- The Washington Times - Thursday, December 17, 2009


President Obama tried to practice “Sally Field diplomacy” in Latin America by reaching out to U.S. opponents in Cuba, Nicaragua and Venezuela and believing they “like me,” only to have his overtures rejected, a former Costa Rican ambassador said in an analysis of Mr. Obama’s first year in office.

Jaime Daremblum, now director of the Center for Latin American Studies at the Hudson Institute in Washington, reviewed Mr. Obama’s “four stages” of diplomacy in the region, saying he started out “marveling at his own popularity” like Miss Field, the perky actress best known for portraying the “Flying Nun” on television. She accepted an Academy Award in 1985, gushing that her fellow actors “like me, right now, you like me!”

“The administration engaged Venezuela and stayed quiet, as [President] Hugo Chavez continued demolishing its democratic institutions,” Mr. Daremblum wrote. “The president also pursued olive-branch diplomacy with the Cuban dictatorship.”

Before the April Summit of the Americas in Trinidad, Mr. Obama announced a loosening of U.S. sanctions against Cuba but “got nothing substantive in return,” Mr. Daremblum noted.

“If Obama believed that his personal charm and assurances of good will would be sufficient to sway Chavez and the Castro brothers, he was mistaken,” he said, referring to Fidel and Raul Castro.

“Chavez remains as belligerent and dangerous as ever,” he said, adding that a recent Human Rights Watch report noted “government repression on the communist island remains ‘firmly in place and fully active.’ ”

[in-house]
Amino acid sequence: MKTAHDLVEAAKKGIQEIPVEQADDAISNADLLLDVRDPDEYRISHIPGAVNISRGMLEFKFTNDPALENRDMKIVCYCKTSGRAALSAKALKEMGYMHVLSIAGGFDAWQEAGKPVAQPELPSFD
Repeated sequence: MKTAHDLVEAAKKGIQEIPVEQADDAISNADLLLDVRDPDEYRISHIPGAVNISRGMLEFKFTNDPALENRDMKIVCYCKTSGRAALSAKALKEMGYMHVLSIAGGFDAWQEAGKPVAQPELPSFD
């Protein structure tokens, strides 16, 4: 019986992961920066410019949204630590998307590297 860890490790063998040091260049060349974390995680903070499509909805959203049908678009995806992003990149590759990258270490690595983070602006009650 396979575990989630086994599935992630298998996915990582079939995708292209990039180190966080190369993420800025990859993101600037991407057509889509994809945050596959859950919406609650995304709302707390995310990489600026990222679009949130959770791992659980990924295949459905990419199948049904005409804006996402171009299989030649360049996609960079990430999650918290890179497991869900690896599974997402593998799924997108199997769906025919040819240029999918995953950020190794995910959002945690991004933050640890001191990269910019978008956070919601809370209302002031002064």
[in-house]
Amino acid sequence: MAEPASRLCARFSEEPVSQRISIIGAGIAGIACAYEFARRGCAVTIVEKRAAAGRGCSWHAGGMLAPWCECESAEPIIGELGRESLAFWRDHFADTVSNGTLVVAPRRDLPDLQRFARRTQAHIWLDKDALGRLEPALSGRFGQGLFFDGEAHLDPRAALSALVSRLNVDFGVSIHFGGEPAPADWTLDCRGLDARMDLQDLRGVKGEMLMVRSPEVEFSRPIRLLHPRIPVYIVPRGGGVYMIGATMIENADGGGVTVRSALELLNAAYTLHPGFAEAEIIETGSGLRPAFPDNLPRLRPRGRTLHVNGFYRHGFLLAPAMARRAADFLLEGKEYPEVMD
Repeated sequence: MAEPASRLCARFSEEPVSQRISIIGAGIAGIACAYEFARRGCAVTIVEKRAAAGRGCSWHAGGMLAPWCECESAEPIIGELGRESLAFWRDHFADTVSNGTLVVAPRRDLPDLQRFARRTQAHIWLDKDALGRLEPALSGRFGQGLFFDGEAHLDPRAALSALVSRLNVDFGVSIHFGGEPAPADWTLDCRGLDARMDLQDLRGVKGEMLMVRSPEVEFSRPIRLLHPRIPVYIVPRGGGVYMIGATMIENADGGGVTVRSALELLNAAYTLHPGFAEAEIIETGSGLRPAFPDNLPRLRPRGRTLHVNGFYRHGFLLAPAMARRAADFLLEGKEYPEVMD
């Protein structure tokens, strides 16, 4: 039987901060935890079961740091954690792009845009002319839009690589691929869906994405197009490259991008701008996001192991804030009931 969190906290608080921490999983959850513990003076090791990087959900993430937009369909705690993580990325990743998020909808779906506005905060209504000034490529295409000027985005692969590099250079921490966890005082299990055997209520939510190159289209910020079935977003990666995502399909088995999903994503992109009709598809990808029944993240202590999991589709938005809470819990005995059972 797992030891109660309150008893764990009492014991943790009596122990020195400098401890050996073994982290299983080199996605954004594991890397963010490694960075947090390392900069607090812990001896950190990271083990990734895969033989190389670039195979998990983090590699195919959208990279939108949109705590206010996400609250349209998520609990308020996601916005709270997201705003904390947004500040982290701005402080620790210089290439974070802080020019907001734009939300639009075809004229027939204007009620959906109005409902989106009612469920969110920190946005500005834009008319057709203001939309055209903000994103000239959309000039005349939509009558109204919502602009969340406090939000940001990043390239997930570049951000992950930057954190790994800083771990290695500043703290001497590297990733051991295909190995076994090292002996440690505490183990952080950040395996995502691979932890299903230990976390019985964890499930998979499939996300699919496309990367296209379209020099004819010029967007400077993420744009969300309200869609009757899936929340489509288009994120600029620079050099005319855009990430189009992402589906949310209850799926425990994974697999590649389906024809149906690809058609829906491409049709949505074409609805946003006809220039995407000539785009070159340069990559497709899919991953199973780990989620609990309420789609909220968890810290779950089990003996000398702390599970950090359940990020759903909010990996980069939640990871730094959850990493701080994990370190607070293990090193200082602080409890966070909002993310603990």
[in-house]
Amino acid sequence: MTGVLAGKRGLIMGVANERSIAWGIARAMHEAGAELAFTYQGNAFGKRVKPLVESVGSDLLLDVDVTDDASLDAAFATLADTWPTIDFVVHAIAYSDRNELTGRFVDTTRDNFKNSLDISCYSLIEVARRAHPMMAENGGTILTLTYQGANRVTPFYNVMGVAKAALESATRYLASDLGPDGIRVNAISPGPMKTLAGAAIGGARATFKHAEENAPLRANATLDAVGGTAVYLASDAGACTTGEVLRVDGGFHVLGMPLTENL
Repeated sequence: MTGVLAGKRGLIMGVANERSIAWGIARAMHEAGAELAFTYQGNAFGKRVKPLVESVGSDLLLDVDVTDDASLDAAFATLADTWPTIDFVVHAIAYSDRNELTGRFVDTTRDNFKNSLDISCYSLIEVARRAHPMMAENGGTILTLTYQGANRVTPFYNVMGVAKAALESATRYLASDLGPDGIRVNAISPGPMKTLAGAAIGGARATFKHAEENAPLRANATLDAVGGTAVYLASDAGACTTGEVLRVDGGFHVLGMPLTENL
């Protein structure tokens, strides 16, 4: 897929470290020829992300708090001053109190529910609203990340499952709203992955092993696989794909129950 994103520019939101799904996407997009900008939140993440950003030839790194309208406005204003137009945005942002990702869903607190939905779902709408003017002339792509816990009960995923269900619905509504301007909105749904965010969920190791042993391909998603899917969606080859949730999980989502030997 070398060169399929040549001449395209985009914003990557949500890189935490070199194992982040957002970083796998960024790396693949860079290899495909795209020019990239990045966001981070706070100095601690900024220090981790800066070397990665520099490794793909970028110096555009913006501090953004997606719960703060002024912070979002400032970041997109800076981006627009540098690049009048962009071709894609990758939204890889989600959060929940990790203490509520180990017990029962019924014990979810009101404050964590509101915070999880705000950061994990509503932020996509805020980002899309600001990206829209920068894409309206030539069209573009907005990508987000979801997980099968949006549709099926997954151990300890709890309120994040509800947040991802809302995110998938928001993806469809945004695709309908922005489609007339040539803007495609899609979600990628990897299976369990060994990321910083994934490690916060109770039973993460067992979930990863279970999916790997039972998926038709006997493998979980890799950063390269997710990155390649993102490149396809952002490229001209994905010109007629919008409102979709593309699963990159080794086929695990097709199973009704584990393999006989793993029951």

Mr. Obama’s “second stage” involved his “deference” to the leftists who influence the Organization of American States and his support for sanctions against Honduras, after that country removed Manuel Zelaya from the presidency, Mr. Daremblum wrote. The Obama administration initially joined Cuba, Venezuela, Nicaragua and other Latin American nations in denouncing Honduras for a military coup, although the Honduran Supreme Court charged Mr. Zelaya with violating the constitution and ordered his removal.

“Stage three” came when Mr. Obama reversed himself and agreed to recognize the Nov. 29 presidential election in Honduras, won by conservative candidate Porfirio Lobo, Mr. Daremblum said.

Mr. Obama entered the latest stage with the appointment of Arturo Valenzuela as assistant secretary of state for Western Hemisphere affairs. However, “at this point, it is unclear” whether Mr. Valenzuela will have an “appreciable” impact on U.S. policy, said Mr. Daremblum, who served as Costa Rica’s ambassador in Washington from 1998 to 2004.


The chairmen of a key congressional human rights panel are demanding that Russia provide better protection to political critics, after a policeman received a two-year prison sentence for killing a journalist in police custody last year.

“In today’s Russia, it seems that you can commit all manner of violence and outrage against the weaker segments of society and be reasonably assured of a slap on the wrist,” said Rep. Alcee L. Hastings, co-chairman of the Commission on Security and Cooperation in Europe.

The Florida Democrat added that Moscow “needs to get serious about protecting the rights of all it citizens.” He was reacting to the sentence handed down Monday to Ibragim Yevloyev for fatally shooting Magomed Yevloyev, who was not related to his killer. The victim edited an opposition Web site in the Russian republic of Ingushetia.

Commission Chairman Sen. Benjamin L. Cardin, Maryland Democrat, said the killing “silenced yet another voice” of criticism and that the “mere two-year sentence for his killer sends a strong and shameful message of impunity.”

Call Embassy Row at 202/636-3297, fax 202/832-7278 or e-mail jmorrison@ washingtontimes.com.

• James Morrison can be reached at jmorrison@washingtontimes.com.

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